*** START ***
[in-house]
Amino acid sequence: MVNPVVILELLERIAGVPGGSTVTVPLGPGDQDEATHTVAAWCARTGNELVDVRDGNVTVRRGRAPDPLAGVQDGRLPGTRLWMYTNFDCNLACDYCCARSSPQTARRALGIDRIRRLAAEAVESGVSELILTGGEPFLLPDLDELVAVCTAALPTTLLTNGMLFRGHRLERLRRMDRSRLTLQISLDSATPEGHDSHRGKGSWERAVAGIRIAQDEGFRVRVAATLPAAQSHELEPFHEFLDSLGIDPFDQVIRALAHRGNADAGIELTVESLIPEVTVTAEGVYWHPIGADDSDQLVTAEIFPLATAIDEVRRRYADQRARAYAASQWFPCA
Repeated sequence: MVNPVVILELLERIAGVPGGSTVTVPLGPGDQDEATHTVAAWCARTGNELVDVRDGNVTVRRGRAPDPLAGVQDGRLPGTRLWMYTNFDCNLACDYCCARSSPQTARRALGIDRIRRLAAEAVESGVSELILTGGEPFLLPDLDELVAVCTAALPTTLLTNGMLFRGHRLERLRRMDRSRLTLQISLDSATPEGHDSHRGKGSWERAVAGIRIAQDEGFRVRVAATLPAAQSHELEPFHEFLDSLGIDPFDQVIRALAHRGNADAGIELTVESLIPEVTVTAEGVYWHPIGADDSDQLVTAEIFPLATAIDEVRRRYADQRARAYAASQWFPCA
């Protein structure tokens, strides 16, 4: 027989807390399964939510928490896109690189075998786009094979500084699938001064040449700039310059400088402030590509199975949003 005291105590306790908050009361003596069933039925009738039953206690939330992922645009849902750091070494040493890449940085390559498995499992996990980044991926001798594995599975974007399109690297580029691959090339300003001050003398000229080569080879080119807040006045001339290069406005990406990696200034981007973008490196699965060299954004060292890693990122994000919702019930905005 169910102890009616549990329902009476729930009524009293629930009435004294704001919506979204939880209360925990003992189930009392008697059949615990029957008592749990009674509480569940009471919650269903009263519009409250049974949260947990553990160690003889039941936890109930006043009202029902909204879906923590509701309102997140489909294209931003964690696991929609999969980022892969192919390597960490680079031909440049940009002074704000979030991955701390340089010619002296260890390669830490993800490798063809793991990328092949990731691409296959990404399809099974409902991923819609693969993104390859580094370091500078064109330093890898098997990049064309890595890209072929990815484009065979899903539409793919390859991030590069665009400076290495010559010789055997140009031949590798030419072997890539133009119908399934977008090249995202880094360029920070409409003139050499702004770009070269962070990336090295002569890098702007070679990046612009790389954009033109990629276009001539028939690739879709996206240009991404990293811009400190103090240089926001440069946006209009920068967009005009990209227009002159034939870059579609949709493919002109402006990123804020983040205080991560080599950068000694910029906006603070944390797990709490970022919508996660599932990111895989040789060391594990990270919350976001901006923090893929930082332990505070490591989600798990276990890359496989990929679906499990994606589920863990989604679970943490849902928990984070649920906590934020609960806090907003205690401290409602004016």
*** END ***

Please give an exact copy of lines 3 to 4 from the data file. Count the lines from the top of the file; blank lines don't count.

Repeated sequence: MVNPVVILELLERIAGVPGGSTVTVPLGPGDQDEATHTVAAWCARTGNELVDVRDGNVTVRRGRAPDPLAGVQDGRLPGTRLWMYTNFDCNLACDYCCARSSPQTARRALGIDRIRRLAAEAVESGVSELILTGGEPFLLPDLDELVAVCTAALPTTLLTNGMLFRGHRLERLRRMDRSRLTLQISLDSATPEGHDSHRGKGSWERAVAGIRIAQDEGFRVRVAATLPAAQSHELEPFHEFLDSLGIDPFDQVIRALAHRGNADAGIELTVESLIPEVTVTAEGVYWHPIGADDSDQLVTAEIFPLATAIDEVRRRYADQRARAYAASQWFPCA
């Protein structure tokens, strides 16, 4: 027989807390399964939510928490896109690189075998786009094979500084699938001064040449700039310059400088402030590509199975949003 005291105590306790908050009361003596069933039925009738039953206690939330992922645009849902750091070494040493890449940085390559498995499992996990980044991926001798594995599975974007399109690297580029691959090339300003001050003398000229080569080879080119807040006045001339290069406005990406990696200034981007973008490196699965060299954004060292890693990122994000919702019930905005 169910102890009616549990329902009476729930009524009293629930009435004294704001919506979204939880209360925990003992189930009392008697059949615990029957008592749990009674509480569940009471919650269903009263519009409250049974949260947990553990160690003889039941936890109930006043009202029902909204879906923590509701309102997140489909294209931003964690696991929609999969980022892969192919390597960490680079031909440049940009002074704000979030991955701390340089010619002296260890390669830490993800490798063809793991990328092949990731691409296959990404399809099974409902991923819609693969993104390859580094370091500078064109330093890898098997990049064309890595890209072929990815484009065979899903539409793919390859991030590069665009400076290495010559010789055997140009031949590798030419072997890539133009119908399934977008090249995202880094360029920070409409003139050499702004770009070269962070990336090295002569890098702007070679990046612009790389954009033109990629276009001539028939690739879709996206240009991404990293811009400190103090240089926001440069946006209009920068967009005009990209227009002159034939870059579609949709493919002109402006990123804020983040205080991560080599950068000694910029906006603070944390797990709490970022919508996660599932990111895989040789060391594990990270919350976001901006923090893929930082332990505070490591989600798990276990890359496989990929679906499990994606589920863990989604679970943490849902928990984070649920906590934020609960806090907003205690401290409602004016």